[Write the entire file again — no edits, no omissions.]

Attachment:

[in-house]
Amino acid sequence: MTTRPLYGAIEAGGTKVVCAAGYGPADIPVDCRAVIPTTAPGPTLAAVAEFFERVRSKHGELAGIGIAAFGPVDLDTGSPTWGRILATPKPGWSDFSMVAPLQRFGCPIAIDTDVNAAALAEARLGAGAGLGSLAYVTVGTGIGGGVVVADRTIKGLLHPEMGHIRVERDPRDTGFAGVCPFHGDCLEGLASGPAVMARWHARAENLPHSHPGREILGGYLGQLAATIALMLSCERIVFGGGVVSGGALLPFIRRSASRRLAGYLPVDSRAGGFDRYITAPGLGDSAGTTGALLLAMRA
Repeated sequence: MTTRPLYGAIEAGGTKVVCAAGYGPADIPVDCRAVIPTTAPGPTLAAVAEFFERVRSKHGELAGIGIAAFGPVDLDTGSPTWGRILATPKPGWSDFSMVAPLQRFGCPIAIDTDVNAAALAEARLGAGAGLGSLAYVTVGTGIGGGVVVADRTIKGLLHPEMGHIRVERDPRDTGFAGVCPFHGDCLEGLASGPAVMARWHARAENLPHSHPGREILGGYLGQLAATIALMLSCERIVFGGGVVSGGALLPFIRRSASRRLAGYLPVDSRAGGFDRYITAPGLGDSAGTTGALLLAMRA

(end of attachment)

[in-house]
Amino acid sequence: MTTRPLYGAIEAGGTKVVCAAGYGPADIPVDCRAVIPTTAPGPTLAAVAEFFERVRSKHGELAGIGIAAFGPVDLDTGSPTWGRILATPKPGWSDFSMVAPLQRFGCPIAIDTDVNAAALAEARLGAGAGLGSLAYVTVGTGIGGGVVVADRTIKGLLHPEMGHIRVERDPRDTGFAGVCPFHGDCLEGLASGPAVMARWHARAENLPHSHPGREILGGYLGQLAATIALMLSCERIVFGGGVVSGGALLPFIRRSASRRLAGYLPVDSRAGGFDRYITAPGLGDSAGTTGALLLAMRA
Repeated sequence: MTTRPLYGAIEAGGTKVVCAAGYGPADIPVDCRAVIPTTAPGPTLAAVAEFFERVRSKHGELAGIGIAAFGPVDLDTGSPTWGRILATPKPGWSDFSMVAPLQRFGCPIAIDTDVNAAALAEARLGAGAGLGSLAYVTVGTGIGGGVVVADRTIKGLLHPEMGHIRVERDPRDTGFAGVCPFHGDCLEGLASGPAVMARWHARAENLPHSHPGREILGGYLGQLAATIALMLSCERIVFGGGVVSGGALLPFIRRSASRRLAGYLPVDSRAGGFDRYITAPGLGDSAGTTGALLLAMRA